Solomon proved his worth as a spy for Washington as well as a finance man. On several occasions Solomon was captured by the British and he used his commanding knowledge of European languages to talk his way, or bribe his way out of prison. Reputedly, he persuaded over 500 Hessian soldiers to desert the British cause for the American side. There are so many legends circulating about Haym Solomon that it is difficult to discern the facts. He did have contact with the Dutch Jewish community on St. Eustatius in the Caribbean, and that settlement of traders was one of the main suppliers of French-made rifles and other war materiel to the patriots. When the British got too hot on Solomon's trail of colonial intrigue, he moved his operations to Philadelphia. Solomon was known to run a private bank and investment brokerage from the back room of Philadelphia's London Coffee House. Here he sold commercial paper, shares in trading ventures, and he made personal loans to the Declaration Signers from his accumulated fortune.
In 1781, George Washington received word that a large army under the command of the Count de Rochambeau would be able to coordinate one brief campaign with the patriot forces. That was when Washington determined to strike a desperate blow against Lord Cornwallis who was encamped close to the Chesapeake awaiting the British fleets of Admirals Graves and Rodney to evacuate his forces to New York.
Robert Morris and Haym Solomon went into overdrive to produce the finances to supply Washington and his allies in the costly venture of moving south toward Yorktown. Philadelphia had probably never seen such wheeling and dealing, and some fantastic schemes were devised to deceive the ever-present Tory spies that hung about the London Coffee House.
What's interesting to us in the Lowcountry is that Daniel deSaussure of Charleston was in 1781 a member of the financial cartel in Philadelphia that included Robert Morris and Haym Solomon. DeSaussure, a wealthy Carolina merchant, had studied in Switzerland, and so had Solomon. Some years later Daniel deSaussure became the president of the Charleston branch of the (1st) Bank of the United States located on the corner of Broad and Meeting Streets, now City Hall.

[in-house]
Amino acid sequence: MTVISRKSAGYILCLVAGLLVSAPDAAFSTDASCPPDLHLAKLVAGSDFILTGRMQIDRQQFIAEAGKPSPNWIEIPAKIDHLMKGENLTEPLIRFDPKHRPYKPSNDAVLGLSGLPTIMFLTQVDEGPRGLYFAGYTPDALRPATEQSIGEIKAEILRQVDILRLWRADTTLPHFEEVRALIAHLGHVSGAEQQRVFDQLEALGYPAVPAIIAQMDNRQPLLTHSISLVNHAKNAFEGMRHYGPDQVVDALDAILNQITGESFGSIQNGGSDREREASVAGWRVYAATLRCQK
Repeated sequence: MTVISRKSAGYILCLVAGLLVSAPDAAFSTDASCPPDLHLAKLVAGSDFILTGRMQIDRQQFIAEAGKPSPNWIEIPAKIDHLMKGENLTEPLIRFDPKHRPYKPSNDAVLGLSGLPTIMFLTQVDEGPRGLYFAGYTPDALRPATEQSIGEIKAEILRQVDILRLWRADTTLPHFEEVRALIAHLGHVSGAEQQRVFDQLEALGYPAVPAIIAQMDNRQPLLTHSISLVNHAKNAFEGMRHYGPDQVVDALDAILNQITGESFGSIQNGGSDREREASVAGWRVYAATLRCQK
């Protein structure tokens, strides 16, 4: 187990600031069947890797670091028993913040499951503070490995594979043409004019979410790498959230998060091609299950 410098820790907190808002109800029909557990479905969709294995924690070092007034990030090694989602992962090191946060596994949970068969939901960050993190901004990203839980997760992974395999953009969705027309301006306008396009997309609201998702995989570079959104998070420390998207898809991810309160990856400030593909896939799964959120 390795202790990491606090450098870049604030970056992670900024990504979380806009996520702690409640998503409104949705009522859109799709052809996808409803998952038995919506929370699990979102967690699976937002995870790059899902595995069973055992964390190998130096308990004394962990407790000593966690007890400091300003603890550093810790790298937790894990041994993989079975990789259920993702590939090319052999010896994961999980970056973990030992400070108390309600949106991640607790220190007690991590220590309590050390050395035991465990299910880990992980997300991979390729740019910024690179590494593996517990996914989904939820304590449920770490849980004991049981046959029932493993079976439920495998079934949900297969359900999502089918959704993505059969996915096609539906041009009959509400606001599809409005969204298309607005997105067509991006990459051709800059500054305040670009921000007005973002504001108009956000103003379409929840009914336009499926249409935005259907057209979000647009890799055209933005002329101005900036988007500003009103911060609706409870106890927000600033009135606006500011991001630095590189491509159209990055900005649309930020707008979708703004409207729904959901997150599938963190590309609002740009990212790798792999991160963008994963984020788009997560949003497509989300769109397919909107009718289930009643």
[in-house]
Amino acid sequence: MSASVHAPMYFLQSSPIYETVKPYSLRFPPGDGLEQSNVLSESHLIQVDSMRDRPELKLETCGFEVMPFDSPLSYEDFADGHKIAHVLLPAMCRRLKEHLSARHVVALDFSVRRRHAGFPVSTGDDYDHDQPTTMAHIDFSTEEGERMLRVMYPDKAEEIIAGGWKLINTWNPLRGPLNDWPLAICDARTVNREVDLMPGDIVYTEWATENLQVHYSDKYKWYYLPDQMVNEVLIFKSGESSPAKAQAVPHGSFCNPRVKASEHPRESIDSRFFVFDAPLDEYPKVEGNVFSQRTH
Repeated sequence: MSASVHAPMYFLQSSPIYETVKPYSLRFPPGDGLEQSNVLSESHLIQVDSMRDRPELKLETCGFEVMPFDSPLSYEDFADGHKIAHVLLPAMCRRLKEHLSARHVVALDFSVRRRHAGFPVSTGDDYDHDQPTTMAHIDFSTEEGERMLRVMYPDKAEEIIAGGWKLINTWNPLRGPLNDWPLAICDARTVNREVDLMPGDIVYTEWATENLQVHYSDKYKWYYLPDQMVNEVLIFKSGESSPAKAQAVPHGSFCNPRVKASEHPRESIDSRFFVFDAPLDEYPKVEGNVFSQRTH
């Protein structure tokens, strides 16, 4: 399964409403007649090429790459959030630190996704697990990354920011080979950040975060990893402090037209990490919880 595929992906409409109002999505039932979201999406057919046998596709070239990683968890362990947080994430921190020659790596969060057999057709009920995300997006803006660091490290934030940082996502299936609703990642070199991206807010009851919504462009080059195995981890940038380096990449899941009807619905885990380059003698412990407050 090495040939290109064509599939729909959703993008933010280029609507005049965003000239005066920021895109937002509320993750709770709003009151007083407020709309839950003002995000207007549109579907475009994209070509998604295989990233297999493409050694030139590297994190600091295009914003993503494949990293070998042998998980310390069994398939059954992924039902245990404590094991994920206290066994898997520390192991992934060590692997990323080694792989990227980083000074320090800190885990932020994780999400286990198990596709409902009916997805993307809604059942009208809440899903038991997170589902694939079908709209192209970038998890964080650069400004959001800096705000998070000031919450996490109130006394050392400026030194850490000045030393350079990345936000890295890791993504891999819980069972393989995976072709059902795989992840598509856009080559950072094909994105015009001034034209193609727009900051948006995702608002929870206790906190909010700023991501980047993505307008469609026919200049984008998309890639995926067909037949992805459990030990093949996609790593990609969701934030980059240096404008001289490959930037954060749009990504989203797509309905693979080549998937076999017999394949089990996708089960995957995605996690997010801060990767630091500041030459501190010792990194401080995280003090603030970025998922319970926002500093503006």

At one juncture in the 1781 Yorktown financing, Haym Solomon ran afoul of even the lax colonial codes of financial propriety and was implicated in a $50,000 securities fraud. It was a critical moment in the funding of the patriot forces, and, for a while, it looked as though Solomon would be imprisoned by his own people as a huckster. Robert Morris sprang to the rescue and somehow got the tables turned on Haym's accuser and had that man arrested instead. At that point, Solomon threw his own fortune into the army's fund plus he sold another $20,000 in securities -- enough to purchase the critical supplies for Washington's army to move 200 miles south.
Of course, Washington and Rochambeau trapped Cornwallis at Yorktown. One of the ironies for the British was the fact that British Admiral George B. Rodney was too late arriving on the scene. He took a detour to destroy the Jewish settlement at St. Eustatius that had been supplying the colonists with weapons. Rodney burned their settlement, destroyed their small synagogue, and separated families and dispersed the St. Eustatius Jews all over the Caribbean as retribution for their aiding the American rebels.
Regrettably, Haym Solomon died shortly after the Revolutionary War, probably of tuberculosis contracted while a prisoner of the British in New York. He died penniless, having donated everything that he owned to the patriot cause. Attempts to receive restitution from congress fell on deaf ears, partly because it was all that Congress could do to pay a token pension to the soldiers.
During the war there were antisemitic cries raised against Haym Solomon and some of the other Jewish patriots who assisted in the financing of the cause. Solomon's 1781 Philadelphia newspaper editorial "I am a Jew" became one of the most eloquent pleas for religious understanding ever printed. The words, "I am a Jew; it is my own nation; I do not despair that we shall obtain every other privilege that we aspire to enjoy along with our fellow-citizens," have been cited in numerous patriotic essays.
Some admirers claim that Haym Solomon helped pen a draft of the Constitution before he died. Others claim that he and Morris devised the dollar sign, a clever reduction of the two marble columns entwined in ivy that are found on the 18th century Spanish-milled silver dollar known as the real, or pieces of eight. Some conspiratorial theorists believe that Haym Solomon was part of the shadowy Illuminati group that sought the overthrow of kings and the subsequent establishment of a one-world-government.
No conspiracies have been pinned on the patriot Haym Solomon. Solomon is a true Son of Liberty, and in 1975 the U.S. Postal service issued a stamp in his honor.
(Dr. Thomas B. Horton is a history teacher at Porter-Gaud School. He lives in the Old Village of Mount Pleasant).